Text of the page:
Digital accessibility has never been more important for us at the University of Dundee because most people interact with us online and not face-to-face. Here are just a few example scenarios where a significant accessibility issue with a website or system would be a problem:
- International students applying for a course
- Students distance learning from home
- Staff working from home
Being accessible means anticipating needs and not reacting to issues (assuming the issues are even reported). This requires us to be proactive and assess all of our digital systems and content to find and fix accessibilities issues promptly.
If someone can access our content online, the website or system that presents that content must be accessible by law according to The Public Sector Bodies (Websites and Mobile Applications) Accessibility Regulations 2018.
What is an accessibility audit?
An accessibility audit is a thorough assessment of a website or app that helps people who manage that resource to discover accessibility problems. They can then prioritise and address these problems so their website or app meets the UK’s public sector accessibility regulations.
It involves testing a website or web app by performing both manual and automated tests. The process uses several tools and browser extensions, and screen readers for desktop and mobile devices.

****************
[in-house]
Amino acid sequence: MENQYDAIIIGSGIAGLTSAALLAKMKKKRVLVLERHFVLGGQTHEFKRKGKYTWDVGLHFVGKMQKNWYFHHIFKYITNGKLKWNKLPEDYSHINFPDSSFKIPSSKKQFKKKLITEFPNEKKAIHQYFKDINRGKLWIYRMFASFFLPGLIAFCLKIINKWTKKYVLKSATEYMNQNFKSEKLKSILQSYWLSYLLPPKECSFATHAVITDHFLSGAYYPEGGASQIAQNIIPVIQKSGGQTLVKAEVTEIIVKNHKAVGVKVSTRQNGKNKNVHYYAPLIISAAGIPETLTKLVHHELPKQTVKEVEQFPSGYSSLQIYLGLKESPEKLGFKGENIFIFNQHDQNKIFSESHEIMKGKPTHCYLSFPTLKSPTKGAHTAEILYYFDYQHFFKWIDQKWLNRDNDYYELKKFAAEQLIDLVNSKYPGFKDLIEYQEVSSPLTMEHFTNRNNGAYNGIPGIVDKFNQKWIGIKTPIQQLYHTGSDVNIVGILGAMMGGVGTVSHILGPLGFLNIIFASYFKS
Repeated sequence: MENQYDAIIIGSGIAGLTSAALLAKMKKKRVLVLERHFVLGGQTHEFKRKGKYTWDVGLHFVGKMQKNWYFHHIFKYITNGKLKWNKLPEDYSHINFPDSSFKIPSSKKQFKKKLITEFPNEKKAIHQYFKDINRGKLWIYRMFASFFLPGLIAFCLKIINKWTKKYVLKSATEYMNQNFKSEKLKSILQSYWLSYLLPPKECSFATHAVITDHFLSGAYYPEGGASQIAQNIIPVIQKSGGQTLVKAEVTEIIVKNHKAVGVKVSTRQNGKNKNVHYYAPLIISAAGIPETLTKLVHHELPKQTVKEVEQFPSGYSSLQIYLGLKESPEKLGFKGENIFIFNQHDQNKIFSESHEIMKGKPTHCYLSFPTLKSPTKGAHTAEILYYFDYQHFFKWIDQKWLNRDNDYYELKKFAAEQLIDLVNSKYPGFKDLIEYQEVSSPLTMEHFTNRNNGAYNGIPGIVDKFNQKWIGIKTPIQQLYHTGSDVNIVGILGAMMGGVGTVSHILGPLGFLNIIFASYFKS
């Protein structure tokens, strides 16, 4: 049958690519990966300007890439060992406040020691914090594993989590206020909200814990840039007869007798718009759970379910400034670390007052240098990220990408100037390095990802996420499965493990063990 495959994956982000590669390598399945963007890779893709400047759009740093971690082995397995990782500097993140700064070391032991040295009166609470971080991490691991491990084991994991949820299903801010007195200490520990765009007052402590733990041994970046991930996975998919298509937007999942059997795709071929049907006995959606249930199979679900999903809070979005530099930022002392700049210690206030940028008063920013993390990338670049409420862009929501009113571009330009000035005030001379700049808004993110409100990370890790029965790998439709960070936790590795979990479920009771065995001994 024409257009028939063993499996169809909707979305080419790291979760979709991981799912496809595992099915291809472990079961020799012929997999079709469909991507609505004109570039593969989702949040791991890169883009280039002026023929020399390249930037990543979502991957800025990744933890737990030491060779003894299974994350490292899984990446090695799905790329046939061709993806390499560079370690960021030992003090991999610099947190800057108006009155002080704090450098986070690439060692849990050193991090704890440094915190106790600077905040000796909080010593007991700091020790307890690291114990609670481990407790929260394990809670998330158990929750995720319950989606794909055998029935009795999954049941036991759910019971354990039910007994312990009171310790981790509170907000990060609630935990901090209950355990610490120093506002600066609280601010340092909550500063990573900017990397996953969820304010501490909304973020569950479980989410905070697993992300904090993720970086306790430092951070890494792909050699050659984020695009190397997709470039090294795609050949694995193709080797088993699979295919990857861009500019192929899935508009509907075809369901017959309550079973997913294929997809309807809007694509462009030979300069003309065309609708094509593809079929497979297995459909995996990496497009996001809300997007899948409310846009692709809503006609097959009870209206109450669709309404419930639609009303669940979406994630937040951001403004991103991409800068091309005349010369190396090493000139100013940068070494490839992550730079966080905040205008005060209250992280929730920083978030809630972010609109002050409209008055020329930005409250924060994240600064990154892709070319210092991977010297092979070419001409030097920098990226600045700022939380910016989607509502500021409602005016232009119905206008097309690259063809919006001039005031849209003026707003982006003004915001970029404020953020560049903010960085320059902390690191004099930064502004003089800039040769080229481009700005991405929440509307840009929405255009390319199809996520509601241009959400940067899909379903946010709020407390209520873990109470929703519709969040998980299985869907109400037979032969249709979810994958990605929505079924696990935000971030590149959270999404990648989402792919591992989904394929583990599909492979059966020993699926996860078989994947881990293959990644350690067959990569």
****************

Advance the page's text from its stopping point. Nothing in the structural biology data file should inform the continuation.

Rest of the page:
The process allows people to discover issues in many areas, including:
- Colour contrast
- Text legibility
- Content structure
- Alternative text
- Compatibility with screen readers, magnifiers and other adaptive tools
The aim of the process is to discover when we might be causing problems for people with disabilities or impairments in how we deliver our online content. It helps to bring issues to light so they can be fixed. This helps ensure our content is discoverable, readable, and understandable for everyone.
We use the Web Content Accessibility Guidelines (WCAG) 2.1 guidelines to help us understand whether or not a website or app is accessible.
Read our guide on the accessibility audit process.
Accessibility auditing is just part of our ongoing efforts as a team and institution to make our digital platforms as accessible as possible so we can be fully inclusive and reach a wider audience.
The new university strategy will help raise further awareness, support and action so we can strengthen our efforts to serve every single staff member, student and member of the public who use our digital tools.
If you are responsible for a website, app or web-based system and wish to ensure it is accessible for your entire audience, contact Web Services via Help4U or email email@example.com.
Thank you for reading.